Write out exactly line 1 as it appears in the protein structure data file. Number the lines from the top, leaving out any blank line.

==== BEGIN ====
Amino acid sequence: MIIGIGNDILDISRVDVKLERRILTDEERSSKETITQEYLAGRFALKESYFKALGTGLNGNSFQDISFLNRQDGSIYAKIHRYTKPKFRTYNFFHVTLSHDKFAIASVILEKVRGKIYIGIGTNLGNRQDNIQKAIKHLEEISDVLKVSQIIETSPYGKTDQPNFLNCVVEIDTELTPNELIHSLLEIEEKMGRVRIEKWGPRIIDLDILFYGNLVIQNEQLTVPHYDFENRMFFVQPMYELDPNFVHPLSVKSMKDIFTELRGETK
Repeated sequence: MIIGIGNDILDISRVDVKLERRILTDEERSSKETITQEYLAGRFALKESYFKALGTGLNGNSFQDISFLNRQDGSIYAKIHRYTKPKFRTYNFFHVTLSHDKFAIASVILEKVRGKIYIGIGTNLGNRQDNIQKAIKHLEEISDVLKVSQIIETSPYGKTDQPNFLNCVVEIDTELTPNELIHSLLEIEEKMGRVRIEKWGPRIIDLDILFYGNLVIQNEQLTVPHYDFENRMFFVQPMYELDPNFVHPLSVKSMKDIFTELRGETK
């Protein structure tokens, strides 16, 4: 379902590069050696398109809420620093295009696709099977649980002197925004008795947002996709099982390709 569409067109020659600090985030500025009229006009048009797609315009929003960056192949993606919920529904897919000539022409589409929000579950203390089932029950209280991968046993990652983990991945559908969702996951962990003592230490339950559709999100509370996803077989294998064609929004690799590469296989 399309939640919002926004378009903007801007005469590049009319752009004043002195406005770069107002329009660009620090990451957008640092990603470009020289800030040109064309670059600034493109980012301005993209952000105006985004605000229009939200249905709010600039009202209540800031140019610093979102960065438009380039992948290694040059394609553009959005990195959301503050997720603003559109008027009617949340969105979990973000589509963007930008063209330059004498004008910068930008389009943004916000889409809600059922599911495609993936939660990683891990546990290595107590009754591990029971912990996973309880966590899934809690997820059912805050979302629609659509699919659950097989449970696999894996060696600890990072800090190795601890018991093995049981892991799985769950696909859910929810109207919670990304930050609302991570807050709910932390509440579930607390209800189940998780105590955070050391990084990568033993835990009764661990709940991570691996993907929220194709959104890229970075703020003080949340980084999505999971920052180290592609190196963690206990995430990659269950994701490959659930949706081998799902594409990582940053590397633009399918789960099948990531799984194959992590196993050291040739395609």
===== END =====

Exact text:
Amino acid sequence: MIIGIGNDILDISRVDVKLERRILTDEERSSKETITQEYLAGRFALKESYFKALGTGLNGNSFQDISFLNRQDGSIYAKIHRYTKPKFRTYNFFHVTLSHDKFAIASVILEKVRGKIYIGIGTNLGNRQDNIQKAIKHLEEISDVLKVSQIIETSPYGKTDQPNFLNCVVEIDTELTPNELIHSLLEIEEKMGRVRIEKWGPRIIDLDILFYGNLVIQNEQLTVPHYDFENRMFFVQPMYELDPNFVHPLSVKSMKDIFTELRGETK